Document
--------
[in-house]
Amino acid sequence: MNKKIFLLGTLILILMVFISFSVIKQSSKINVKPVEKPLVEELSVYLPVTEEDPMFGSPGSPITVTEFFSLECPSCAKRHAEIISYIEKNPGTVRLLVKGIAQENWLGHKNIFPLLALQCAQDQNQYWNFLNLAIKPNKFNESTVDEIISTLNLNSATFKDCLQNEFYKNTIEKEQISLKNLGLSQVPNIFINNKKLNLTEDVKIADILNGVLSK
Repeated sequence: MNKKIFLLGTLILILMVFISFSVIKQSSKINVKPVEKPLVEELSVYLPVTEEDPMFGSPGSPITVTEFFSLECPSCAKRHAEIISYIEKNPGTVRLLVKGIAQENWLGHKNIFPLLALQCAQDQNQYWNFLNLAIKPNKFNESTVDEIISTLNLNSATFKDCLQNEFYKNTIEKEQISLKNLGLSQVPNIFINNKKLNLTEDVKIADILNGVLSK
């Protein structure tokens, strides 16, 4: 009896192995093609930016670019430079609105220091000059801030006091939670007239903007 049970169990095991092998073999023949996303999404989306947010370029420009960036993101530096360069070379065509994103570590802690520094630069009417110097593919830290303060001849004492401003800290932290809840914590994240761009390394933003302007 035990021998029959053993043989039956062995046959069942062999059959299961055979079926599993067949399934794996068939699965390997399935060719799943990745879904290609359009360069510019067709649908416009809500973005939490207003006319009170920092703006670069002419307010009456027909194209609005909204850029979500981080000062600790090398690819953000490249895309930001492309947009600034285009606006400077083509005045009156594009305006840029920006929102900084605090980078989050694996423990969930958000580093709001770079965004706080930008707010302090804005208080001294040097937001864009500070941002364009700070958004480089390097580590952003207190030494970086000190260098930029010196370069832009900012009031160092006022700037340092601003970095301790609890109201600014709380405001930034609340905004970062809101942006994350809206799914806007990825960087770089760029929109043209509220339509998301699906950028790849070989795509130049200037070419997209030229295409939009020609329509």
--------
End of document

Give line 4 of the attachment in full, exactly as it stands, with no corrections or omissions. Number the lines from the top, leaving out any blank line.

């Protein structure tokens, strides 16, 4: 009896192995093609930016670019430079609105220091000059801030006091939670007239903007 049970169990095991092998073999023949996303999404989306947010370029420009960036993101530096360069070379065509994103570590802690520094630069009417110097593919830290303060001849004492401003800290932290809840914590994240761009390394933003302007 035990021998029959053993043989039956062995046959069942062999059959299961055979079926599993067949399934794996068939699965390997399935060719799943990745879904290609359009360069510019067709649908416009809500973005939490207003006319009170920092703006670069002419307010009456027909194209609005909204850029979500981080000062600790090398690819953000490249895309930001492309947009600034285009606006400077083509005045009156594009305006840029920006929102900084605090980078989050694996423990969930958000580093709001770079965004706080930008707010302090804005208080001294040097937001864009500070941002364009700070958004480089390097580590952003207190030494970086000190260098930029010196370069832009900012009031160092006022700037340092601003970095301790609890109201600014709380405001930034609340905004970062809101942006994350809206799914806007990825960087770089760029929109043209509220339509998301699906950028790849070989795509130049200037070419997209030229295409939009020609329509």